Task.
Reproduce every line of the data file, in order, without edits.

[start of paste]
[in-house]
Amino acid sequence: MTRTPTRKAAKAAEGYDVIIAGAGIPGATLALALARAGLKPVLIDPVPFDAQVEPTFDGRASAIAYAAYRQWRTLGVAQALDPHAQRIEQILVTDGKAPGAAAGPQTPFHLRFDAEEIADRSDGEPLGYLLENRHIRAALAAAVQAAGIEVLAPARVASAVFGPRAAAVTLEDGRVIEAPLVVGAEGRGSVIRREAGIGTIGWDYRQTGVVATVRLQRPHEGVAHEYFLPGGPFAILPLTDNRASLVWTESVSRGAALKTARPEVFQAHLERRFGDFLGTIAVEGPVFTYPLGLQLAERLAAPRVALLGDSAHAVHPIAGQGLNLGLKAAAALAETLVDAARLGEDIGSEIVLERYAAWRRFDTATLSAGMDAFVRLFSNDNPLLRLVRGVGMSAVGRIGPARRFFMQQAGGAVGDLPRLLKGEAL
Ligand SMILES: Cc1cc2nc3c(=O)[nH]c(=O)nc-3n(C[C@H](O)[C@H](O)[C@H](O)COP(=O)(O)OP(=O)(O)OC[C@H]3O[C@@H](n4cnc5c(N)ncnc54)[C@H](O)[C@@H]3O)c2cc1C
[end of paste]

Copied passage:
[in-house]
Amino acid sequence: MTRTPTRKAAKAAEGYDVIIAGAGIPGATLALALARAGLKPVLIDPVPFDAQVEPTFDGRASAIAYAAYRQWRTLGVAQALDPHAQRIEQILVTDGKAPGAAAGPQTPFHLRFDAEEIADRSDGEPLGYLLENRHIRAALAAAVQAAGIEVLAPARVASAVFGPRAAAVTLEDGRVIEAPLVVGAEGRGSVIRREAGIGTIGWDYRQTGVVATVRLQRPHEGVAHEYFLPGGPFAILPLTDNRASLVWTESVSRGAALKTARPEVFQAHLERRFGDFLGTIAVEGPVFTYPLGLQLAERLAAPRVALLGDSAHAVHPIAGQGLNLGLKAAAALAETLVDAARLGEDIGSEIVLERYAAWRRFDTATLSAGMDAFVRLFSNDNPLLRLVRGVGMSAVGRIGPARRFFMQQAGGAVGDLPRLLKGEAL
Ligand SMILES: Cc1cc2nc3c(=O)[nH]c(=O)nc-3n(C[C@H](O)[C@H](O)[C@H](O)COP(=O)(O)OP(=O)(O)OC[C@H]3O[C@@H](n4cnc5c(N)ncnc54)[C@H](O)[C@@H]3O)c2cc1C